51st Fighter Group, USAAF WWII Research
Growing up, I knew that “Dad” was my Step-Father, he was always upfront and honest about that. I knew that my birth father had served in the Air Force, at Hamilton AFB, California (with the 84th Fighter Squadron as a Crew Chief on F-84 aircraft) before being separated for misconduct in 1957, the year before I was born. That knowledge informed my decision to enlist in the United States Air Force in the Aircraft Maintenance career field upon graduation from high school in 1976 to show the world that I could serve honorably for four years, I never intended to make it a career. As it turned out, I enjoyed the job, people, and travel opportunities the Air Force provided. After retiring on January 1, 2004 I started reflecting on my genealogical past, but never really knew where to begin.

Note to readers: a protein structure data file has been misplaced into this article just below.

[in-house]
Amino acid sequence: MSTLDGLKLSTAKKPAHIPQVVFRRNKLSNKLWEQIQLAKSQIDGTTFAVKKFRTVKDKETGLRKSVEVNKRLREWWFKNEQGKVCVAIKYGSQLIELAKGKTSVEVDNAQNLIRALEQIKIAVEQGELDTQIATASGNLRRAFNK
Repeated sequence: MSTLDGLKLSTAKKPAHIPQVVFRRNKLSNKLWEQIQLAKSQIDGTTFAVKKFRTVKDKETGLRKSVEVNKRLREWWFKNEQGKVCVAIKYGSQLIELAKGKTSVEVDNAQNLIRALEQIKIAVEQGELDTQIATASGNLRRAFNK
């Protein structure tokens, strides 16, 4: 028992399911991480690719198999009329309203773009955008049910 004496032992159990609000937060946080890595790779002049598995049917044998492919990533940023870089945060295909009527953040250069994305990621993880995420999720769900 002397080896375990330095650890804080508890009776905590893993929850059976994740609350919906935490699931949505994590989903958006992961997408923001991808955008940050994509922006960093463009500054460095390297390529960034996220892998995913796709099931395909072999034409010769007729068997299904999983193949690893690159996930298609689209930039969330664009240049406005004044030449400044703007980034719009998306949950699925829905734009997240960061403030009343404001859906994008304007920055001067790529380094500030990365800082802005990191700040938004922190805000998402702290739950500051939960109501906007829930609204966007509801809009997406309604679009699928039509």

That changed in 2016 when I visited my maternal Uncle in Oklahoma and learned that he had started researching our family tree. The visit piqued my interest, so I started researching as well on Ancestry. All I knew about my birth Father’s family was that his father had “abandoned” my grandmother around the time of my father’s birth in late 1935. In time, I had discovered some information, including the fact that my Grandfather, Stanley William Fain, also served in the Army Air Forces and died on June 25, 1942 somewhere in India and was now interred at the National Museum of the Pacific in Honolulu, Hawaii. After reaching several dead ends on myriad genealogical sites, I wrote to the National Personnel Records Center (NPRC) for additional information on my Grandfather’s death. The response I received was that there was no information on his death, but there may be a pay record which might have a page or two; I was dismayed and at wits end.